At the start of school: Becoming physically — and academically — fit

By Cathleen Kronemer Special to the Jewish Light

By Cathleen Kronemer

Special to the Jewish Light

The presence of the big yellow buses on neighborhood streets can only mean one thing: Summer has come to an end for youngsters, and the regimen of school days is now upon them.  

While it is always fun to see old classmates, meet new friends, and catch up on all the latest summer gossip during lunch period, our children will find themselves leading a much more sedentary life than that which they enjoyed during summer vacation.


According to research data from 2005, 20 percent of all elementary schools in the United States have eliminated recess during the school day, choosing instead to focus on increased classroom time in an effort to improve student achievement. In fact, less than 25 percent of children are engaged in 30 minutes of any type of daily physical activity.

This is a sad state of affairs, especially when we consider the correlations that have been observed between physical activity and school performance.  Several studies have stated that providing increased time for physical activity can lead to better student concentration, reduced disruptive behaviors and higher test scores in reading, math and writing.

Given that the school system may not be providing adequate time for physical recreation, how can we as parents ensure that our busy and academically overloaded children receive proper fitness outlets?  Here is where creativity might come into play.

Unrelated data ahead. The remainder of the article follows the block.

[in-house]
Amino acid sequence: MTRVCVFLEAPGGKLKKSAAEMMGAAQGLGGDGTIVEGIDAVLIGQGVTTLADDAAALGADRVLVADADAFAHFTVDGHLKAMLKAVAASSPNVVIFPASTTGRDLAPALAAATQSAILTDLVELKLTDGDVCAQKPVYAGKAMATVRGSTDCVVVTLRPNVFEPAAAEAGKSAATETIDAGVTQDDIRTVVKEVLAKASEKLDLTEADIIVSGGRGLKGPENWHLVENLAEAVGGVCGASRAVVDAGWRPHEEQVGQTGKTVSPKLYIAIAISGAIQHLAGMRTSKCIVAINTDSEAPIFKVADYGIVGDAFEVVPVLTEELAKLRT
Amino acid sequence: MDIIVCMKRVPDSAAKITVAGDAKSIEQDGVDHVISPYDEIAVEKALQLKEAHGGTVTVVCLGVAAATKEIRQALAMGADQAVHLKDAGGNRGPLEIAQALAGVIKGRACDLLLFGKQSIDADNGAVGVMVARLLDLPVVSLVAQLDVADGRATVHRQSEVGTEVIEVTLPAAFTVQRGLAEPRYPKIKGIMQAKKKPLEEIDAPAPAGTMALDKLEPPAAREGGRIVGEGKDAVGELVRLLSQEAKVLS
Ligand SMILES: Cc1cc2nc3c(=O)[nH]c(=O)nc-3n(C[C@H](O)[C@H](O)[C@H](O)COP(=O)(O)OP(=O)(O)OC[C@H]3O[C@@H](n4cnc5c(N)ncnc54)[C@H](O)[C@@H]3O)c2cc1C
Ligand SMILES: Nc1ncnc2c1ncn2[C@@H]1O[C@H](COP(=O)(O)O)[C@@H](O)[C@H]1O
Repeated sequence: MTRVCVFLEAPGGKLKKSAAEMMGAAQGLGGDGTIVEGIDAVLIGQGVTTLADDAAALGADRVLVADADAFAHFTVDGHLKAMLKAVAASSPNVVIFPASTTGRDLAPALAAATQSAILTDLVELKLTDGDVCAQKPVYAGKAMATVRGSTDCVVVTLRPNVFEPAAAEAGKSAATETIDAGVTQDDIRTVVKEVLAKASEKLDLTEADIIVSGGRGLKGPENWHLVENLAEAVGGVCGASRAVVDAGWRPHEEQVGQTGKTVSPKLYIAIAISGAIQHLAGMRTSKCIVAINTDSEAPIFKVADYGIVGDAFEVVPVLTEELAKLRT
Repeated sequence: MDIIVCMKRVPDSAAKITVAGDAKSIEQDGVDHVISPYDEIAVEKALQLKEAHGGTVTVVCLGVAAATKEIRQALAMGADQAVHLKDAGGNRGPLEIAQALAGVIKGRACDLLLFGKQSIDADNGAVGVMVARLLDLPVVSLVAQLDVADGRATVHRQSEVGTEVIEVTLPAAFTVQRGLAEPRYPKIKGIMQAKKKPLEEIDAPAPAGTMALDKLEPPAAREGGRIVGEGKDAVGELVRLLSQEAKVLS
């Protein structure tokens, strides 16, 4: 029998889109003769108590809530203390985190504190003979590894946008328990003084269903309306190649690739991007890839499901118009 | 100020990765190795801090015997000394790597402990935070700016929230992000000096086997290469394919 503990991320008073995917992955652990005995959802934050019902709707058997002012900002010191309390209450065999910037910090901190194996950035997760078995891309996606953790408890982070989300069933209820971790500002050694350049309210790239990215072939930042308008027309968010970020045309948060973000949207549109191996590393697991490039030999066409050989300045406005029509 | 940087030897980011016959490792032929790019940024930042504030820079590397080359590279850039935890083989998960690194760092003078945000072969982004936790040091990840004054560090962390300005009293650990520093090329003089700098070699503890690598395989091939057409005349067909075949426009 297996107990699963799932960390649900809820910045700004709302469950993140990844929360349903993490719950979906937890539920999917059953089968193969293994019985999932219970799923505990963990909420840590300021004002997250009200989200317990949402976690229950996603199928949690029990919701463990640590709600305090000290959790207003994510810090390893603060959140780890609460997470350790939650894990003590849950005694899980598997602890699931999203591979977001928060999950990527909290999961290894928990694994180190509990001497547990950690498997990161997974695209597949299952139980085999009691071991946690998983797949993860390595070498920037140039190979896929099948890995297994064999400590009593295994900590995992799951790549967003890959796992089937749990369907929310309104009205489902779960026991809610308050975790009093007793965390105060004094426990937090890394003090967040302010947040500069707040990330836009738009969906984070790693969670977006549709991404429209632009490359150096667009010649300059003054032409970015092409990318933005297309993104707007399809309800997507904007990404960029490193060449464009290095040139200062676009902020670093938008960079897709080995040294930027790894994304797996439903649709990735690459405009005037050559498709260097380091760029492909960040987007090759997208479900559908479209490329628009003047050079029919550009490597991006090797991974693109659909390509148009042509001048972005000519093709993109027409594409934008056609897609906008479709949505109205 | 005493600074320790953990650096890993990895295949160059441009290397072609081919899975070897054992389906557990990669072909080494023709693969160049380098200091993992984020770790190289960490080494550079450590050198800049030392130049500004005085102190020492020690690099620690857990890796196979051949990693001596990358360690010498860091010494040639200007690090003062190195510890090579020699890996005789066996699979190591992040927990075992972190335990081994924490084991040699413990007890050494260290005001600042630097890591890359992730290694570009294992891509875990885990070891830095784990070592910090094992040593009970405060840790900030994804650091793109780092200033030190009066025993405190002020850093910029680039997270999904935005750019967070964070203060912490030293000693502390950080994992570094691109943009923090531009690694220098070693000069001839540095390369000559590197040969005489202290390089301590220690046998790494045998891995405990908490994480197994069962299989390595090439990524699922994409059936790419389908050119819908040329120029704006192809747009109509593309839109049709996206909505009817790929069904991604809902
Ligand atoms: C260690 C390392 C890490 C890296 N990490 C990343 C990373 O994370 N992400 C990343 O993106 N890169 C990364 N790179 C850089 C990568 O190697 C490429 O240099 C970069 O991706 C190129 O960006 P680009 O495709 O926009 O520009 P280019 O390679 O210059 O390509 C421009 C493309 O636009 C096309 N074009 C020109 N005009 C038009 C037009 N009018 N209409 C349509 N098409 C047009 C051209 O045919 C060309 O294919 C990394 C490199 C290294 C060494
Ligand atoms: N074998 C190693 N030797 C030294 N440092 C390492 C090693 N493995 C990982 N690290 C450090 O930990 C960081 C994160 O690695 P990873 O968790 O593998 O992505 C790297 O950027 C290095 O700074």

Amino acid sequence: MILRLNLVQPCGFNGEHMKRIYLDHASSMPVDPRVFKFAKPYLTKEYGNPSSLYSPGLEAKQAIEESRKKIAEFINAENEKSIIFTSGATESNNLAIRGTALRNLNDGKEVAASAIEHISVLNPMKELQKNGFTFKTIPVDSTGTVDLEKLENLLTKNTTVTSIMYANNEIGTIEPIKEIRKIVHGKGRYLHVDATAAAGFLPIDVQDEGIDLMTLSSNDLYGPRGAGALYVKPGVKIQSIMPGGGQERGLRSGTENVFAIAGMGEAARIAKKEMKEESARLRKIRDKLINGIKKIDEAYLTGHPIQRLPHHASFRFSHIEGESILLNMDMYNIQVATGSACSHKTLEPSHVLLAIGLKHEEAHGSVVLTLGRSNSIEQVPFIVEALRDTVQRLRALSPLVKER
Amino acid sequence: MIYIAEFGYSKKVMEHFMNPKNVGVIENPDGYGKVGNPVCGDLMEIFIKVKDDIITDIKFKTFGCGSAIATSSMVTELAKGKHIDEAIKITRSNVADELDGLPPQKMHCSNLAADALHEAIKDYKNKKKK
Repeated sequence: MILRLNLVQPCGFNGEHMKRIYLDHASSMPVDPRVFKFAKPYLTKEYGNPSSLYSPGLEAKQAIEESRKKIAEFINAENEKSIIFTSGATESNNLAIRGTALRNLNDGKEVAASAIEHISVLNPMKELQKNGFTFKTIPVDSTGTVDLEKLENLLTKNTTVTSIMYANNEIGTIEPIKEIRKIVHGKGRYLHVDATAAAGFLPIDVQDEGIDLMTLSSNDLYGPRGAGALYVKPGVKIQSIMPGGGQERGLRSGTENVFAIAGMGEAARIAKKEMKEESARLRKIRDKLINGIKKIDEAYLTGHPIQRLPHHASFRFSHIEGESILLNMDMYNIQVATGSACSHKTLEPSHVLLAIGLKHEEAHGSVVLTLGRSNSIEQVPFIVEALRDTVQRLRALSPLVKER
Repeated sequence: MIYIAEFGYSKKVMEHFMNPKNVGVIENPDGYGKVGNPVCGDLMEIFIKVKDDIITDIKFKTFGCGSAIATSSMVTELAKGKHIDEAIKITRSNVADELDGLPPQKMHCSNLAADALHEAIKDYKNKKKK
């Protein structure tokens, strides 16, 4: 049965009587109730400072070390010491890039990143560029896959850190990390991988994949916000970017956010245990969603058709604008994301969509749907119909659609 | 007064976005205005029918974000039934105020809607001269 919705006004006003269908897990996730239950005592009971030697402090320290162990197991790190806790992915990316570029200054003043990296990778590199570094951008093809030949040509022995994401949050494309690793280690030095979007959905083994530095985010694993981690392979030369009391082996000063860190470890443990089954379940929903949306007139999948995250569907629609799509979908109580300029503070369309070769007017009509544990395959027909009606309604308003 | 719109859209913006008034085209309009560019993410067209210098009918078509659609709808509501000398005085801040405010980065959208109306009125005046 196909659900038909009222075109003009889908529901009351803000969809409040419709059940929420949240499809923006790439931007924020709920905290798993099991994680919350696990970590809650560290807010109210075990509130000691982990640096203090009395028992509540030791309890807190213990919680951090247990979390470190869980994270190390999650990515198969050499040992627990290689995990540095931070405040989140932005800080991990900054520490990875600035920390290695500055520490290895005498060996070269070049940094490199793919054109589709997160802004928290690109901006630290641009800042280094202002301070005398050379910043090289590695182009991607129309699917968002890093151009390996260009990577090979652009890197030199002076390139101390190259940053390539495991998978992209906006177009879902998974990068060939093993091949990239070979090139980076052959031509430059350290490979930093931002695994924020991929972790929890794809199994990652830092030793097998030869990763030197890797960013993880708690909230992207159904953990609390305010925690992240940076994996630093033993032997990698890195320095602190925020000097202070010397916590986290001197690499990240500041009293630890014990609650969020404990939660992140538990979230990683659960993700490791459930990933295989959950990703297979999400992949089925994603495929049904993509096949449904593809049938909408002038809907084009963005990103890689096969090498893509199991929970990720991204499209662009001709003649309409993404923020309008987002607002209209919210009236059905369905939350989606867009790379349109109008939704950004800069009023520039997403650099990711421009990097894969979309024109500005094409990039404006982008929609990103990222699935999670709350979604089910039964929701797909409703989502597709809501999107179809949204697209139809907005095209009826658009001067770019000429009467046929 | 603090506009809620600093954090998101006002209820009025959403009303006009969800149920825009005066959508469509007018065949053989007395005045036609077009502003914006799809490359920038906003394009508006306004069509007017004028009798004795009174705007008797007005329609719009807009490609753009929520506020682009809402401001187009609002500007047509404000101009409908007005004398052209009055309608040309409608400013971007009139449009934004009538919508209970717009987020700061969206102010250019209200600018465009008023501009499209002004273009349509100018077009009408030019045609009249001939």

Let’s face it: Organized competitive team sports are not for everyone. If you have a child who has chosen not to play soccer, softball, football or lacrosse, there are still plenty of ways to encourage physical activity.  Many gyms now offer innovative youth programs such as beginning boxing, introduction to weight training, synchronized swimming and even golf lessons. If a gym membership is not in the budget, most public parks have walking trails with “fitness stations,” which include pull-up bars, balance beams, and other simple pieces of equipment. Some are even equipped with hanging baskets for a game of Frisbee Golf.

One need not be heading to the Tour de France in order to enjoy the health benefits of a bike ride.  Even taking the family dog for a brisk walk every day after dinner is a great way to get the heart rate elevated.

Lest you become overly concerned with the time that must be allotted to such activities, research has shown that students who participate in after-school-hours sports develop better time-management skills than their more sedentary counterparts, which usually leads to better academic performance.

While you will no doubt be called upon fairly soon to help with homework assignments, do your children a favor and help them stay active as well. By promoting the idea of healthy living, we can bring about long term — changes in activity levels as well as improve academic achievement.

Cathleen Kronemer, NSCA-CPT, Certified Health Coach, is a longtime fitness instructor at the Jewish Community Center. Read her weekly ‘Lighten Up’ fitness blog online at